There is also the whole issue of correlation vs causality or "the chicken and the egg" question.

Even if the numbers are true would that mean that driving a stick shift keeps a driver more alert and hence safer? Or is it that skillful drivers are more likely to select a stick shift when choosing a car?

Stick shifts tend to be the transmission of choice for car enthusiasts, the kind of people who understand engines, cars, gear ratios and consider diving to be passion. That's not quite the same as a person who can't figure out how to work a stick shift and only really considers driving to be the only way to get around town (which it is for many in the US) and who's knowledge of cars ends with mashing the gas and pointing the car in the desired direction of travel.

Squirt 15 February 2011 08:47 AM

Using my famed "3 minutes spent on Wolfram Alpha and Google" research technique, the US has quite a higher rate of fatal accidents than the UK - 1.0191 deaths per hundred million vehicle miles per year in the UK against 1.4583 deaths per hundred million vehicle miles per year in the USA. The USA has an about 85/15 ratio in favour of automatic transmissions, and in the UK it's about the opposite. Therefore, automatics are more dangerous.

Troberg 15 February 2011 08:56 AM

Quote:

Originally Posted by fitz1980 (Post 1409137)
There is also the whole issue of correlation vs causality or "the chicken and the egg" question.

Even if the numbers are true would that mean that driving a stick shift keeps a driver more alert and hence safer? Or is it that skillful drivers are more likely to select a stick shift when choosing a car?

Stick shifts tend to be the transmission of choice for car enthusiasts, the kind of people who understand engines, cars, gear ratios and consider diving to be passion. That's not quite the same as a person who can't figure out how to work a stick shift and only really considers driving to be the only way to get around town (which it is for many in the US) and who's knowledge of cars ends with mashing the gas and pointing the car in the desired direction of travel.

My thoughts exactly, although, here, automatic transmissions are the exception and manual are mainstream. Automatics are usually driven by people who don't care about driving, and that tends to extend to all aspects of driving.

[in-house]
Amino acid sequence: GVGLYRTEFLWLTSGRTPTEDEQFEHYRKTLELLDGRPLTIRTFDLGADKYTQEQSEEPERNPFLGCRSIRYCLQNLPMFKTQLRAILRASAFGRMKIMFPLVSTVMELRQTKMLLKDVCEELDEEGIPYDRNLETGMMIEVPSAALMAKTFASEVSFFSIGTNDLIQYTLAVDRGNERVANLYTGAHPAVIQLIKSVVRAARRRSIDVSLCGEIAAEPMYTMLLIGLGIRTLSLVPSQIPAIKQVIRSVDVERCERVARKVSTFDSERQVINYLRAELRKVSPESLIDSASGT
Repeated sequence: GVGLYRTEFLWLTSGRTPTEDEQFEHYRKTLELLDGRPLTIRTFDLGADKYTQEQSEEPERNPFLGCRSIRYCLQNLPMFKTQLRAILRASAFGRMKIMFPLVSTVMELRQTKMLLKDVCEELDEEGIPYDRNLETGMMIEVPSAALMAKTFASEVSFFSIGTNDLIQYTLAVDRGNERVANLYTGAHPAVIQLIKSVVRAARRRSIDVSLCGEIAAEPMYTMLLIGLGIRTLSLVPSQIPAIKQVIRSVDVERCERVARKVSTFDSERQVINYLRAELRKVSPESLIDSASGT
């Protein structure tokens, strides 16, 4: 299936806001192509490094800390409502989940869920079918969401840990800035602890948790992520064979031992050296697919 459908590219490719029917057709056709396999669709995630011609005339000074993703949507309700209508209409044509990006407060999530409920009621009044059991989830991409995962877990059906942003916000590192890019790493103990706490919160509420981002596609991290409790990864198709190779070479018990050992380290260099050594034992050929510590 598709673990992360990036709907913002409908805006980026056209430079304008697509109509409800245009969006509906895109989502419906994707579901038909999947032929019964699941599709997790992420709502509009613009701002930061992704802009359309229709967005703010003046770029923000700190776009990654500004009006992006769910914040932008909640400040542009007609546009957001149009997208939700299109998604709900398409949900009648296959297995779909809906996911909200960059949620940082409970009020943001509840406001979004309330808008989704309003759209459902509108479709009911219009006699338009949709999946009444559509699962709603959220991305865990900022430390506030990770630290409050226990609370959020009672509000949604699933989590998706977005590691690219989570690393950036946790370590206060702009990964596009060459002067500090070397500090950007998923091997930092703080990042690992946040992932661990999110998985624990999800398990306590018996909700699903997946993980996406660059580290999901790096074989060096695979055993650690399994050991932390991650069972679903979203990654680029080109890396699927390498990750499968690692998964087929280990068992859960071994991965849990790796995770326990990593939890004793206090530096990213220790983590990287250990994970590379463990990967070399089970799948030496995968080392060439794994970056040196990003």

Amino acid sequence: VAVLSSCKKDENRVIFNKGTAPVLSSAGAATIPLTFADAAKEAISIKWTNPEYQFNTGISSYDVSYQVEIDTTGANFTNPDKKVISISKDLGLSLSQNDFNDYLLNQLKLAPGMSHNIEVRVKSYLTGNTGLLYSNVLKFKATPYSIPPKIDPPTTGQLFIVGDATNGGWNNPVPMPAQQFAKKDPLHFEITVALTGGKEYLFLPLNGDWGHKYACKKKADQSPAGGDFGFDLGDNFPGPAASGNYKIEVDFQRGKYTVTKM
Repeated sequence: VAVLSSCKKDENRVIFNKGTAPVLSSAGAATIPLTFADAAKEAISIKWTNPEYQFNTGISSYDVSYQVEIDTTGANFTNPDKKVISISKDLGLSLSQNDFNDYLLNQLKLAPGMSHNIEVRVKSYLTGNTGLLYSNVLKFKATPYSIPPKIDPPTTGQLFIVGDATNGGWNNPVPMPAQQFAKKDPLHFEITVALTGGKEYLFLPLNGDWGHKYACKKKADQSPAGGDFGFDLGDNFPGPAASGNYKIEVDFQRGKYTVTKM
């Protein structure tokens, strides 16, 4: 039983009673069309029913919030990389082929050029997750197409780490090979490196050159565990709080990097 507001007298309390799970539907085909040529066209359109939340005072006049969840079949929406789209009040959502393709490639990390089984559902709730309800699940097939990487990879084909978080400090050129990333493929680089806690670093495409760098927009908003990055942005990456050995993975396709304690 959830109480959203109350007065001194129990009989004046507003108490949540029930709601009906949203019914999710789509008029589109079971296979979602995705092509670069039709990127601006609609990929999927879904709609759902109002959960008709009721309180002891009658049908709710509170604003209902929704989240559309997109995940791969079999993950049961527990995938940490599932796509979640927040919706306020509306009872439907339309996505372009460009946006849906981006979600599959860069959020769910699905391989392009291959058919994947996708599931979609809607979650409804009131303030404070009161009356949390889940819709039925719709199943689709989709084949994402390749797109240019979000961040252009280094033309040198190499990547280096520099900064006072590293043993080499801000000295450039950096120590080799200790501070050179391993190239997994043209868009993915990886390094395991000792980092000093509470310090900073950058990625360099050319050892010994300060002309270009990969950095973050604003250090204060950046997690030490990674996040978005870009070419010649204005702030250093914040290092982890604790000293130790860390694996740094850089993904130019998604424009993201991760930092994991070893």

Chloe 15 February 2011 04:07 PM

Quote:

Originally Posted by GenYus234 (Post 1408937)
You two are so obtuse.

Was it a math joke?

RivkahChaya 15 February 2011 04:26 PM

Quote:

Originally Posted by fitz1980 (Post 1409137)
Stick shifts tend to be the transmission of choice for car enthusiasts, the kind of people who understand engines, cars, gear ratios and consider diving to be passion.

Is that true? I kind of do like tinkering with cars, but I'm not a car enthusiast, who is interested in spending money "customizing" a car off the lot. I don't buy car magazines; mostly I just change my own oil when the weather is good.

I don't like automatics. I learned to drive with one, and didn't learn to drive a manual until I was about 22 or 23, but since I learned, that is what I prefer, and what I have always bought.

That's my general experience of people-- I don't know anyone who knows how to drive a manual, but still chooses to drive an automatic. My brother is the only person I know who can drive stick, but has an automatic, and that's because his wife doesn't drive stick, and he can't convince her to learn.

I wonder if the US general preference for automatics is because driving schools use them exclusively. Parents, for their part, send their kids to driving school, because they get a break on their insurance premiums if the teenage driver (whose presence can double insurance premiums) has been to driving school. That means, though, that if the family owns a manual and an automatic, the new driver will prefer the automatic, and the more you drive it, the more you get sort of nervous about trying the manual.

When the boychik turns 16, if things are pretty much the way they are now, I think we'll teach him to drive ourselves first, then send him to driving school, so he'll learn the manual from the ground up, which is what his father did. DH is left-handed, too (so is the boychik), but thinks that right-handed shifting is perfectly easy. Then once the boychik is comfortable with the clutch, he can go to driving school so we get the insurance break.

ETA: since so actual study is cited, we don't know what, if anything it actually says, but if it says that "30% of accidents involve manual transmission cars, vs. 70% with automatic," is meaningless, if 30% of cars in the US have manual transmissions to begin with.

Debunker 15 February 2011 04:37 PM

Quote:

Originally Posted by Dara bhur gCara (Post 1408817)
Because I don't know what gear I'm in, I don't have as good an idea of how fast I'm going.

Umm, your father's car doesn't have a speedometer? Or do you just ignore it?